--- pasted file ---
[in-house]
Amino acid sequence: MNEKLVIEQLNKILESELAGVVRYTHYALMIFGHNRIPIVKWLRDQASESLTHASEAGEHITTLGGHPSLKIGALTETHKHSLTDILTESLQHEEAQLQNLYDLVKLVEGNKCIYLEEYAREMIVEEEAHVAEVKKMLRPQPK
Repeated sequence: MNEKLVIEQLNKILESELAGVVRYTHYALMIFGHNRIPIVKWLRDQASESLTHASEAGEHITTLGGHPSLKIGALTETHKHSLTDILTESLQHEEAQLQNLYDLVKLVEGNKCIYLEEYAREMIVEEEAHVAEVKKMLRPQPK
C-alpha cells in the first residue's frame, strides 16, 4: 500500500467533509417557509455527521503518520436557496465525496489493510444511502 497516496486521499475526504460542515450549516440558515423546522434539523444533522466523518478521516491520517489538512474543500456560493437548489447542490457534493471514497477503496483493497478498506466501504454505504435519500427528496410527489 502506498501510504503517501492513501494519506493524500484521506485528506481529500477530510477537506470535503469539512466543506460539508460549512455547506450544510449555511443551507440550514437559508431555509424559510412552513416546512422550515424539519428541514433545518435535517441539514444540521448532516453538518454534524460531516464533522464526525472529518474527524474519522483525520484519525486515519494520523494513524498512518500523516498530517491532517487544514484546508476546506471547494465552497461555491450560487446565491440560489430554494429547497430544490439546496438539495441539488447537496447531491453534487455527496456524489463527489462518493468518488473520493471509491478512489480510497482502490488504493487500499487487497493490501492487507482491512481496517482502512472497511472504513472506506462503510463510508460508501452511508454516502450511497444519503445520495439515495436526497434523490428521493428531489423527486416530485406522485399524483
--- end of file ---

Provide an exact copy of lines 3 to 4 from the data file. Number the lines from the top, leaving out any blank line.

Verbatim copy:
Repeated sequence: MNEKLVIEQLNKILESELAGVVRYTHYALMIFGHNRIPIVKWLRDQASESLTHASEAGEHITTLGGHPSLKIGALTETHKHSLTDILTESLQHEEAQLQNLYDLVKLVEGNKCIYLEEYAREMIVEEEAHVAEVKKMLRPQPK
C-alpha cells in the first residue's frame, strides 16, 4: 500500500467533509417557509455527521503518520436557496465525496489493510444511502 497516496486521499475526504460542515450549516440558515423546522434539523444533522466523518478521516491520517489538512474543500456560493437548489447542490457534493471514497477503496483493497478498506466501504454505504435519500427528496410527489 502506498501510504503517501492513501494519506493524500484521506485528506481529500477530510477537506470535503469539512466543506460539508460549512455547506450544510449555511443551507440550514437559508431555509424559510412552513416546512422550515424539519428541514433545518435535517441539514444540521448532516453538518454534524460531516464533522464526525472529518474527524474519522483525520484519525486515519494520523494513524498512518500523516498530517491532517487544514484546508476546506471547494465552497461555491450560487446565491440560489430554494429547497430544490439546496438539495441539488447537496447531491453534487455527496456524489463527489462518493468518488473520493471509491478512489480510497482502490488504493487500499487487497493490501492487507482491512481496517482502512472497511472504513472506506462503510463510508460508501452511508454516502450511497444519503445520495439515495436526497434523490428521493428531489423527486416530485406522485399524483